Ready or not, daylight saving time arrives this Sunday, March 14th. We’ll be turning the clocks forward an hour, which will lead to lighter skies later in the day, but it can have some not-so-sunny effects on our health. Research has shown that people tend to losebetween 40 and 60 minutes of sleepin the night after the time change and while that might not sound like a big deal, studies have found the rate ofheart attacks,strokes,andmood disordersin the U.S. temporarily increases after the spring forward.
Plus, losing an hour of sleep can leave us groggy and irritable. So what can we do about it? Sleep researchersRebecca RobbinsandWendy M. Troxeladvise starting to prioritize your sleep now -about a week before the time change- with these steps:
- Go to bed about 15 minutes earlier every night- These experts suggest getting into the routine of going to bed and waking up earlier, but doing it gradually. So you hit the sack 15 minutes earlier tonight, 30 minutes earlier tomorrow, and keep adding 15 minutes a night until you hit the hour mark.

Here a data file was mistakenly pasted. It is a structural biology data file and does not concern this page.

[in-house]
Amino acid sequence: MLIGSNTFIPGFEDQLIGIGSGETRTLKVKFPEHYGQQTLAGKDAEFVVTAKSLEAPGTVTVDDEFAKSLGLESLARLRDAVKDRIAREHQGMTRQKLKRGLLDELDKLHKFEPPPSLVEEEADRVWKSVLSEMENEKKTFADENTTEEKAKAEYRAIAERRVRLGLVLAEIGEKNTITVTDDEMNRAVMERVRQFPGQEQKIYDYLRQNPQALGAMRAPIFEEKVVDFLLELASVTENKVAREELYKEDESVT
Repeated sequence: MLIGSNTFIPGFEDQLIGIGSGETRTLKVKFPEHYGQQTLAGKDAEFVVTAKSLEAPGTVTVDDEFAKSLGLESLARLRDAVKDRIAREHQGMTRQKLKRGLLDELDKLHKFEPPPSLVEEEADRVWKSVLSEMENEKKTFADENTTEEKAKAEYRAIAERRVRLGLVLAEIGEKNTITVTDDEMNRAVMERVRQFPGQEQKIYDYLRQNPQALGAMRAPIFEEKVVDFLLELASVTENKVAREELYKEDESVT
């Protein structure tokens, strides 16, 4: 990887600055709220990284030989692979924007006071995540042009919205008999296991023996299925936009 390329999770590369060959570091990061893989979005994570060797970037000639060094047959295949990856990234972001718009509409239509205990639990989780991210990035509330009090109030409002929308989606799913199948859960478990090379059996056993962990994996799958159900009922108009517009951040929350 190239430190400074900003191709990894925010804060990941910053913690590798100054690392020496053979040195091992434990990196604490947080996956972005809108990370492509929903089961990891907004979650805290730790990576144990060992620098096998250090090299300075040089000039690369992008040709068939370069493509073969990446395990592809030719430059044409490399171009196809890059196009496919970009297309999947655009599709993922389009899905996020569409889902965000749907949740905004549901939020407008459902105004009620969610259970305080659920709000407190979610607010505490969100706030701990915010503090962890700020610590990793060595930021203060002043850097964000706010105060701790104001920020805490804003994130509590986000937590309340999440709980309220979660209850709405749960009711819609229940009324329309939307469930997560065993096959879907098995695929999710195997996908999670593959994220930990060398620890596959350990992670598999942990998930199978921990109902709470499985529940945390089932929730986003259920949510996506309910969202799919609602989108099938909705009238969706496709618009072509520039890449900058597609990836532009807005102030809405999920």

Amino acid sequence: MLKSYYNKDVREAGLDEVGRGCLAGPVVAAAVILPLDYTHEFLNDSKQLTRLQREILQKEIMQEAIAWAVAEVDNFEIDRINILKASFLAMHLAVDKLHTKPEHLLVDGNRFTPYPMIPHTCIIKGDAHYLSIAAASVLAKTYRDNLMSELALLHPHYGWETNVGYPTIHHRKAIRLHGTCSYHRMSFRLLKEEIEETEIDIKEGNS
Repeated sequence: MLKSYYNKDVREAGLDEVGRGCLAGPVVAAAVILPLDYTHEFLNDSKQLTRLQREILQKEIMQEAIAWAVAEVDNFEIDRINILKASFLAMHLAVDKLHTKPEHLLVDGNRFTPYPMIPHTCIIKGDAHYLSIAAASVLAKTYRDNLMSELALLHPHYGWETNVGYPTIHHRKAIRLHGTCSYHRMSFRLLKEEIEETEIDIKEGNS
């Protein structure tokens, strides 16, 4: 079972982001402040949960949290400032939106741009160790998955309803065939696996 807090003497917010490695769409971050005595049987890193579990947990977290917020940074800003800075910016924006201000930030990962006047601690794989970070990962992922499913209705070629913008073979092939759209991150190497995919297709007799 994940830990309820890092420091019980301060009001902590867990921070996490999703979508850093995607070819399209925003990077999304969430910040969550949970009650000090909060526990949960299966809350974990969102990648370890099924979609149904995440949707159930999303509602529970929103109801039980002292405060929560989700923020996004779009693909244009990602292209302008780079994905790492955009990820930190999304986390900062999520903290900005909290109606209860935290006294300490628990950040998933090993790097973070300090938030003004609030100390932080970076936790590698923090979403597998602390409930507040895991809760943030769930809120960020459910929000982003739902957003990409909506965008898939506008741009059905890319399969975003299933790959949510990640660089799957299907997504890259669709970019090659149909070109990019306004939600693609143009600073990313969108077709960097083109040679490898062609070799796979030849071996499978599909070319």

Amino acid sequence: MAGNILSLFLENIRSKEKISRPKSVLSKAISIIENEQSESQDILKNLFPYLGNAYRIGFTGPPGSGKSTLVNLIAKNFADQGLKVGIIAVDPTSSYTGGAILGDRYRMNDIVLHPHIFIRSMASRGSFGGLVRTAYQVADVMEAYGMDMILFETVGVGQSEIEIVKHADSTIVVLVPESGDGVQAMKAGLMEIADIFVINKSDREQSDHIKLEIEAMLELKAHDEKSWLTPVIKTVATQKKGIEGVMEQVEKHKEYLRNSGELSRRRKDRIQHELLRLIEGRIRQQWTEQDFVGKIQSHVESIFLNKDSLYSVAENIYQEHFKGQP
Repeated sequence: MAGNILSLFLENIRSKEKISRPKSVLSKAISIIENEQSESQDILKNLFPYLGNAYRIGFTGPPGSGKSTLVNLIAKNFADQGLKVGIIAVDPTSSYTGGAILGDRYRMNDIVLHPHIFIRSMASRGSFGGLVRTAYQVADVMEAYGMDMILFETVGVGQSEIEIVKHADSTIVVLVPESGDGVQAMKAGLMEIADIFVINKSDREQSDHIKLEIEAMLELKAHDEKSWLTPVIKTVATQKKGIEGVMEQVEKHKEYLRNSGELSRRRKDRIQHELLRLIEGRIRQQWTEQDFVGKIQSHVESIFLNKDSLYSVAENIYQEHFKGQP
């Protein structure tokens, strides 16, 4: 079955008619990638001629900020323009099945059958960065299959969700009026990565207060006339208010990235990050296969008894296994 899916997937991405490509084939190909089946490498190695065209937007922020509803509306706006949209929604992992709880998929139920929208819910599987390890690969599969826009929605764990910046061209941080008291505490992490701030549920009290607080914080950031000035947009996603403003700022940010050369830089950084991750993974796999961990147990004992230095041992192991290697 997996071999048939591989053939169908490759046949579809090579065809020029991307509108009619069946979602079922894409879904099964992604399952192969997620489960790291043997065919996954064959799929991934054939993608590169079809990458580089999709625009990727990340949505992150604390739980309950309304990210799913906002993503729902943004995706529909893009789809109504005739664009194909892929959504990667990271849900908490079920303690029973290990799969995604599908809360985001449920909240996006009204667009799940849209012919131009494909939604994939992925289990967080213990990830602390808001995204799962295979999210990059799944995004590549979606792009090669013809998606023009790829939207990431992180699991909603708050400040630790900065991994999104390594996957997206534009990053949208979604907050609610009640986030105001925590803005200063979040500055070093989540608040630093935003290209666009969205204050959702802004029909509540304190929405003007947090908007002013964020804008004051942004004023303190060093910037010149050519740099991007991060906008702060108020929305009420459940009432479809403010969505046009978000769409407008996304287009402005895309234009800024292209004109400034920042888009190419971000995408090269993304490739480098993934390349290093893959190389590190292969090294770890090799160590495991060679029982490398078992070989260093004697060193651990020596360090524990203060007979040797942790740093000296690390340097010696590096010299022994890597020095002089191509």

- Make sleep a priority- Get your sleep routine in shape and pull out all the stops to do it. That means being strict about bedtimes, laying off caffeine later in the day, avoiding after-dinner booze and not looking at electronics right before bed.
After the clocks change:
- Get outside as much as possible during the day, especially in the morning- The sun will help your body’s circadian clock get used to its new schedule.
- Keep your home extra dark at night- Limiting lights at night can also help your body get used to the new time adjustment. Turn bright lights off after the sun sets and power down electronics at least an hour before bed to tell your brain it’s time to get ready to snooze.
Source:Mind Body Green